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Times change, some things don’t

Since Birdlife Malta launched the Your Voice Counts campaign to encourage voters to ask election candidates questions about access to the countryside, public health and safety when visiting the countryside and the protection of nature, our organisation has been subjected to attacks in the media by representatives of the hunters.

Democracy and the interests of the majority of voters can still make a difference

Clearly, in the eyes of the hunting fraternity, anyone that presents evidence and a reasoned opinion about the impacts of hunting on Malta’s people and wildlife is ‘deceitful’. Now our team that presented a proposal to a government committee for a sensible system to check that hunters are fully declaring the birds they shoot in autumn has led to accusations of Birdlife being “arrogant and insolent”.

Of course, it is not the slightest bit arrogant or insolent to demand that foreigners are banned from the Maltese countryside, as the hunters’ federation – FKNK – has done, apparently considering that such aggressive and abusive messages are the best way to influence people into giving them what they want, which, in a nutshell, is to be able to shoot more birds of more different species in more places and for a greater portion of the year, to be granted exemptions from EU wildlife protection decrees.

There are a few simple facts that hunters seem to ignore.

The first is that hunting in the springtime is prohibited by EU legislation and, despite EU guidelines on sustainable hunting explicitly stating that derogations should not be applied for species of conservation concern, Malta persists in doing just this.

Despite attempts by the FKNK to direct attention towards derogations overseas, only Malta allows hunting of turtle doves and quail in spring.

Another fact is that hunting is possible in 80 per cent of the Maltese countryside, including nature parks and areas that are supposed to be protected for their importance to wildlife.

Hunters like to claim that Malta is special, arguing that because it is so small they have little impact on bird populations when they shoot them, conveniently ignoring the fact they hunted several species to extinction nationally, including the legendary Maltese falcon.

Malta is indeed special. It is the most densely populated country in the EU with the third highest rate of obesity in the EU at 21 per cent. Malta also has some of the most fantastic natural landscapes protected, in theory at least, as Natura 2000 sites.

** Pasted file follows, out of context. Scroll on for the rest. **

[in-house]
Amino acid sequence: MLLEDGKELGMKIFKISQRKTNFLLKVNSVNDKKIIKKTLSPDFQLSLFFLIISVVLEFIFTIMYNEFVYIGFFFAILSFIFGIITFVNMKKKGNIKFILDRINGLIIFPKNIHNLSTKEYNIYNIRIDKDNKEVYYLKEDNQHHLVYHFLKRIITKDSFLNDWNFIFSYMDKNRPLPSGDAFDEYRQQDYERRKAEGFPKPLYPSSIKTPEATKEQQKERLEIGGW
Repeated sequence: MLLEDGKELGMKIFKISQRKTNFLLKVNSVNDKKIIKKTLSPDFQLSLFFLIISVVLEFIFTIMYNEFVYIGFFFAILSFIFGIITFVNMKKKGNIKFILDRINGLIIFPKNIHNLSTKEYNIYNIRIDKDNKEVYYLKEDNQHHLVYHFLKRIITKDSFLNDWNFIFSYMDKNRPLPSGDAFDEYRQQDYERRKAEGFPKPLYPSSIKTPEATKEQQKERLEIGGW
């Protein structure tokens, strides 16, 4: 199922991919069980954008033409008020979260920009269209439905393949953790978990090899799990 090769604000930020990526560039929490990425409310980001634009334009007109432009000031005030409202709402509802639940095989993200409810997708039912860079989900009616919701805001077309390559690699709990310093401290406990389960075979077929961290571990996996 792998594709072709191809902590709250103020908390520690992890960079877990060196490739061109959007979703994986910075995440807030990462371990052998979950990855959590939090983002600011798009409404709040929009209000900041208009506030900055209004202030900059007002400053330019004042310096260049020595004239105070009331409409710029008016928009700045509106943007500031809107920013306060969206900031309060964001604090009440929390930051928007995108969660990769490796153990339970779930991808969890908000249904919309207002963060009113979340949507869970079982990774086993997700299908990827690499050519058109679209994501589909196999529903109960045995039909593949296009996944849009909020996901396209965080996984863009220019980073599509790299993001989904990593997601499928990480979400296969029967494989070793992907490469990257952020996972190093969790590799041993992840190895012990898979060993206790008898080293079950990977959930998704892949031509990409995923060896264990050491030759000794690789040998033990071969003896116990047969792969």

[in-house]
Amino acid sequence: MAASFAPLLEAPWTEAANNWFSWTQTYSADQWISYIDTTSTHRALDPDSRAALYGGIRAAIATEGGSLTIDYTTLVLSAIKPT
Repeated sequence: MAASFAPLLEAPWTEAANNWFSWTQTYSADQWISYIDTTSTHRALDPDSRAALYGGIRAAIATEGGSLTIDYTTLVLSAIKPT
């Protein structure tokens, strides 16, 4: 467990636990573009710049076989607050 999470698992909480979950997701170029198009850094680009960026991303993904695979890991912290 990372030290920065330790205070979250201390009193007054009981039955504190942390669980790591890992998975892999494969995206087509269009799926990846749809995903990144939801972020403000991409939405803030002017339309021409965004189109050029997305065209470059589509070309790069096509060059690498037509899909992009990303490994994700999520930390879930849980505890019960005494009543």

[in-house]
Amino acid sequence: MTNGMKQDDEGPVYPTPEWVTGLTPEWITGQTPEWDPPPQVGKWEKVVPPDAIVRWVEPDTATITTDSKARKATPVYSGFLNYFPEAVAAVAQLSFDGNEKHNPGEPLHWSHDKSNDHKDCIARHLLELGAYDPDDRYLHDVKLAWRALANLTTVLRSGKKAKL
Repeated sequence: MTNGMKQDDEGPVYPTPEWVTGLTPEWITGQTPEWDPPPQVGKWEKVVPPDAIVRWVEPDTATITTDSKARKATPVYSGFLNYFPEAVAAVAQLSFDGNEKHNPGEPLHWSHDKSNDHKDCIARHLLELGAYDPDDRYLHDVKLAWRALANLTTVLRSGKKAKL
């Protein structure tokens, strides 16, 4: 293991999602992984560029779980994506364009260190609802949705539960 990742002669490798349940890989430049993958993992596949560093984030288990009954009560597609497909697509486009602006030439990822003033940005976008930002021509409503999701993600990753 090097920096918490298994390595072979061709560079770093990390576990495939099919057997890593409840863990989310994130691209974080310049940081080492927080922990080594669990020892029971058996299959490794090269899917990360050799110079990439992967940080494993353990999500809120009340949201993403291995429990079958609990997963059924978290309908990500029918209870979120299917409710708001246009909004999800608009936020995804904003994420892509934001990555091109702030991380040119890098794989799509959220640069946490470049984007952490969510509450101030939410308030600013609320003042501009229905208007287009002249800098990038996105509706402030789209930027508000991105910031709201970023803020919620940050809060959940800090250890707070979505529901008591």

Yet, a reasonable request from voters to have more and safer access to the countryside by forbidding hunting in the small proportion of the island that is supposed to be protected for its value to nature is greeted with a hysterical reaction from the hunters that currently illegally occupy large parts of it. Surely, the majority of Malta’s people have a right to get outside in the open countryside without the health and safety risks associated with people firing shotguns a few metres away.

While demands for safer access to the countryside would seem very reasonable, not one senior politician from either of the main parties has uttered a word in support of this during the run up to the general election. Instead, we hear of plans by the PN to legalise structures that have been built without the right permission. Our requests for clarification from the PN about what this means for all the illegal hunting structures in the countryside has not been answered.

There has also been talk from the Labour leader of ending the alleged ‘gold-plating’ that ‘restricts’ hunting in Malta. We have listed our concerns about what this might mean, including the end of the restriction on afternoon hunting during the peak bird migration period in autumn but the Labour leader has not seen fit to provide any clarification either.

Add to this the fact that hardly any candidates from the main political parties answered Birdlife’s questionnaire about these and other issues and you have to ask yourself: are they frightened of something?

This election campaign seems to have been marred by vote hunting by both main parties.

If you have an illegal building, do not worry because it will soon be given retrospective permission. If you have an illegal boathouse that scars Malta’s greatest asset, its precious coastline, please do not concern yourself because if you vote in a certain way you will be allowed to keep it. And if you are a hunter, please do not worry about the fact that your actions deprive Malta of a countryside that everyone should be able to enjoy because some politicians are so frightened of you not voting for them they might give you even more privileges so you can practice your ‘socio-cultural’ hobby to the detriment of Malta’s (and Europe’s) birds and the majority of the electorate.

It does not have to be this way, of course. Democracy and the interests of the majority of voters can still make a difference.

Your voice really does count.

Steve Micklewright is executive director of Birdlife Malta.

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